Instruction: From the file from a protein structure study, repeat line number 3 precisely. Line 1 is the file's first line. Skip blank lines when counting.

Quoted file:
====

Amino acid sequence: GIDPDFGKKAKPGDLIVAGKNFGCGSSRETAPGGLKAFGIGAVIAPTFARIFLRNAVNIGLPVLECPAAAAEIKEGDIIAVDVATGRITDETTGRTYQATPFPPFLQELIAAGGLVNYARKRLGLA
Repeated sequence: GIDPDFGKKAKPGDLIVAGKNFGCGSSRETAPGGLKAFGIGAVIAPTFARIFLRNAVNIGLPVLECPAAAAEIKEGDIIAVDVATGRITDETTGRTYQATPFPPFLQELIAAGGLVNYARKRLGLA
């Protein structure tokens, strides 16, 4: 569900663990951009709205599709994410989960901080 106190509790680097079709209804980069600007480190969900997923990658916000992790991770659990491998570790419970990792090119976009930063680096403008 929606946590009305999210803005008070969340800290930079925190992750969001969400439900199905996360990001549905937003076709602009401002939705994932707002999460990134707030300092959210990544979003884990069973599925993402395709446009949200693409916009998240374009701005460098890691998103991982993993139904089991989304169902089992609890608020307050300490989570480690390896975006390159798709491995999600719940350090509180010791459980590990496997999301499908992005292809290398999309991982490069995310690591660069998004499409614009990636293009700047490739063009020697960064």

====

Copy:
């Protein structure tokens, strides 16, 4: 569900663990951009709205599709994410989960901080 106190509790680097079709209804980069600007480190969900997923990658916000992790991770659990491998570790419970990792090119976009930063680096403008 929606946590009305999210803005008070969340800290930079925190992750969001969400439900199905996360990001549905937003076709602009401002939705994932707002999460990134707030300092959210990544979003884990069973599925993402395709446009949200693409916009998240374009701005460098890691998103991982993993139904089991989304169902089992609890608020307050300490989570480690390896975006390159798709491995999600719940350090509180010791459980590990496997999301499908992005292809290398999309991982490069995310690591660069998004499409614009990636293009700047490739063009020697960064």